Regardless of asset size, technology is a critical part of any financial institution’s strategy. Choosing the right technology can have a deep impact on customer retention, employee productivity and overall profitability. Research from Celent predicts that technology spending by North American banks will grow to $56.9 billion in 2013, a 4% increase from 2012; although a modest increase, it’s imperative that financial institutions carefully evaluate where these funds will be allocated to ensure a maximum return on investment.
Alternative Electronic Deposit Options
Although Remote Deposit Capture (RDC) has existed for nearly eight years, many customers remain hesitant to convert; only 10-15 percent of business accounts have readily adopted RDC. This leaves financial institutions with untapped capacity and significant potential for growth. To maintain and grow a highly profitable base of commercial depositors, banks can offer an alternative to RDC that satisfies more of their customers’ needs and their organization’s goals.
Image Cash Letter (ICL) deposits offer a more streamlined process that does not sacrifice quality for speed. New hardware/software solutions can efficiently scan and image deposit items and create/send the ICL deposit to the financial institution. This makes the move to electronic deposit processing viable for even the most check-intensive businesses, while simplifying the effort for all parties. Banks benefit from accepting ICLs in two ways: (1) the financial institution is able to satisfy the customer need to process high volumes of checks, quickly and efficiently and (2) financial institutions can offer yet another treasury solution, providing a competitive advantage.
Create a Unique Customer Experience
Competition for customers continues to intensify, which is why financial institutions must embrace technology as a strategy that allows them to provide a unique customer experience. Offering a self-service coin counting option in the lobby means that customers no longer have to count and wrap their coins, can avoid teller lines while holding heavy coin containers, and have a faster, more meaningful exchange with the teller when they cash in their coin redemption receipt. Self-service coin machines are a service offering customers truly want. A recent study by BranMark Strategy Group revealed that 80 percent of those surveyed reported they would switch from a teller to a self-service coin machine and that they believe their satisfaction would measurably increase as a result, with many indicating they would use the machine “all the time”.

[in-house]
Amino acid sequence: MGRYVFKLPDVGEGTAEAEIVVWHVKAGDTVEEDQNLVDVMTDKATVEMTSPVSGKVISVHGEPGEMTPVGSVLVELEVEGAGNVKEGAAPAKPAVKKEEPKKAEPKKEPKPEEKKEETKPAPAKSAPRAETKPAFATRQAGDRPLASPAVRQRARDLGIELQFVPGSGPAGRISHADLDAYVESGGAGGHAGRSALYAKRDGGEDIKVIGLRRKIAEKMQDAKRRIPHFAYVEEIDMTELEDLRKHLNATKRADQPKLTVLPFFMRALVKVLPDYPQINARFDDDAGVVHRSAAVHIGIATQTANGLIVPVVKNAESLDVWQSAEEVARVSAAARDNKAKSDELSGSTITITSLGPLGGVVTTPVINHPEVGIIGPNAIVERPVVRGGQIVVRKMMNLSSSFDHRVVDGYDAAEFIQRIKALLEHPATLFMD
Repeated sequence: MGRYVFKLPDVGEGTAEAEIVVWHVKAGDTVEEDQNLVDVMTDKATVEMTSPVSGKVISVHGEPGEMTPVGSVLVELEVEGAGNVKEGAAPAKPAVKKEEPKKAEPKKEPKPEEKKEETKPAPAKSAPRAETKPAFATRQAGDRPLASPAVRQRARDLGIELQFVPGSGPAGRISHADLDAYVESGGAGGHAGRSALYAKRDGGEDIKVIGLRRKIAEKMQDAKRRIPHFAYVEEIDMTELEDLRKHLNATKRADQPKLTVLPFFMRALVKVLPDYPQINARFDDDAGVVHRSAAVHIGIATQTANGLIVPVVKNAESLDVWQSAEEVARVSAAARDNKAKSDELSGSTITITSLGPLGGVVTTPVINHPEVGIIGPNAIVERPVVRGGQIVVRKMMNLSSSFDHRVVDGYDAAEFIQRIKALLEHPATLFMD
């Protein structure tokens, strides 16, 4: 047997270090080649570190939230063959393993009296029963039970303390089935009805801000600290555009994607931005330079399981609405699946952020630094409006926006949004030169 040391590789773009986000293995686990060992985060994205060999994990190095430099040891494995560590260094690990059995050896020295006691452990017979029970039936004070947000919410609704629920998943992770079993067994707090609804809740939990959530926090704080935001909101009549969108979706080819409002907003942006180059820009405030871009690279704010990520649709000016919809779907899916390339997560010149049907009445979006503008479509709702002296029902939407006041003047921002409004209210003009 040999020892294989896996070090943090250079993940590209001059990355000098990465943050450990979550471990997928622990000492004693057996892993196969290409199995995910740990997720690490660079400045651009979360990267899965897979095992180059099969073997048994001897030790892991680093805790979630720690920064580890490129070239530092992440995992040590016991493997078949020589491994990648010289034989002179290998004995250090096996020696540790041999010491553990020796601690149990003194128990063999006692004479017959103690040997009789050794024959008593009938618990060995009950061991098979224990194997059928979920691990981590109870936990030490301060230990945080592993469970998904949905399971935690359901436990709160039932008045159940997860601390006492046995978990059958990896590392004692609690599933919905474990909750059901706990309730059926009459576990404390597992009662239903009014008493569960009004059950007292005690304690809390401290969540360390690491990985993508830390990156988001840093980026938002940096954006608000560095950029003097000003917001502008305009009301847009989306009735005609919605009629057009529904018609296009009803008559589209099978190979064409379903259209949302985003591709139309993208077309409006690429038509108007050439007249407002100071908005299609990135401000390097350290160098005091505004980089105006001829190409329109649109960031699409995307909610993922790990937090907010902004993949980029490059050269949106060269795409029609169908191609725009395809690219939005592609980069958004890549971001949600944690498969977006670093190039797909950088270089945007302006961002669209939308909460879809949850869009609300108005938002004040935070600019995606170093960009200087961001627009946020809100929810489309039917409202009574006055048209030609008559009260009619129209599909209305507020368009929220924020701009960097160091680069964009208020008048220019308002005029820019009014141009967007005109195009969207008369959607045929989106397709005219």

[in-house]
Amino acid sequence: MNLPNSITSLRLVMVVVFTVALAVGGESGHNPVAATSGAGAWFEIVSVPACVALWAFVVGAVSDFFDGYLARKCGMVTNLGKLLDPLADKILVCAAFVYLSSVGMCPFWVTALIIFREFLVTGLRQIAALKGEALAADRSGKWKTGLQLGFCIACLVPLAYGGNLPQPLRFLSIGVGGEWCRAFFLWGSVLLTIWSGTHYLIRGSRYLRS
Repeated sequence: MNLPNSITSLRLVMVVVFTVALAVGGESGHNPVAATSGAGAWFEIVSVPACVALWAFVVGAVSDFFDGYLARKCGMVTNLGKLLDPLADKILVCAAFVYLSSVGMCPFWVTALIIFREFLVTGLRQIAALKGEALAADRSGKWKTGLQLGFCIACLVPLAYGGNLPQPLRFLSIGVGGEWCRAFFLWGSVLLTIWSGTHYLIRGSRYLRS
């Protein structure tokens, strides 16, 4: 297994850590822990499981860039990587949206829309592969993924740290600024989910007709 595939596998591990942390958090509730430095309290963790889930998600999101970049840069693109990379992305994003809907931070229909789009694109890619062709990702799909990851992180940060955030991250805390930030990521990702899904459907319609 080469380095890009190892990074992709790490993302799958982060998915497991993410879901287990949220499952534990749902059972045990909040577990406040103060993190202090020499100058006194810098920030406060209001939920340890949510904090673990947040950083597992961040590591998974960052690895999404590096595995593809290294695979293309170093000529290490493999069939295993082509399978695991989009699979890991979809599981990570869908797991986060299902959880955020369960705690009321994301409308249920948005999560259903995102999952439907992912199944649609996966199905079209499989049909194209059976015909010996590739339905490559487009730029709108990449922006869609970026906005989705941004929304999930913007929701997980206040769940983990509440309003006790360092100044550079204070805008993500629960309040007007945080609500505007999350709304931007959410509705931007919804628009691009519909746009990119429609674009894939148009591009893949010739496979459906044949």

Ownership of a self-service coin machine is not only a point of differentiation for a financial institution; it can also drive traffic into the branch and result in new accounts. Self-service coin counting is also a value-added service to a bank’s commercial offering. The machines are an excellent way to more efficiently handle regular coin deposits, offering high-volume sorting in the lobby so that commercial depositors can enjoy the same high speed processing provided by vaults and armored carriers.
Reduce Labor and Processing Costs
Outdated currency scanning and counting technology can slow down simple tasks – and stymie productivity – in the highest volume areas and at the teller window. Labor and time savings can be achieved by investing in a single device that has multiple capabilities: processing currency and checks. While maximizing the device’s footprint, financial institutions can make more productive use of employees’ time – which can often lead to more high-value interactions with customers.
Coin counting machines that offer streamlined sorting, collection and storage can also lead to quantifiable time savings. Bin storage models eliminate the need for tellers to manage, move and store several bags of coin; they simply roll the bin into the vault and never touch the coin again. With this streamlined operation, tellers can focus on more high-quality tasks such as interacting with members and even cross-selling opportunities. In addition to time savings, costs associated with selling bags to the Federal Reserve are eliminated. Many financial institutions that have installed a self-service coin machine no longer need to sell coins back to the Federal Reserve; they simply use an armored carrier service that takes their coin bin – eliminating the need to prepare and ship multiple coin bags per week.
As banks begin to earmark more funds to technology spending, it’s imperative that they evaluate where these dollars will have the most impact. Technology solutions that improve internal operations, drive traffic, and improve the customer experience should be a high priority.
Bob Gibson is vice president of branch operations at Cummins Allison, which provides currency, check and coin handling solutions.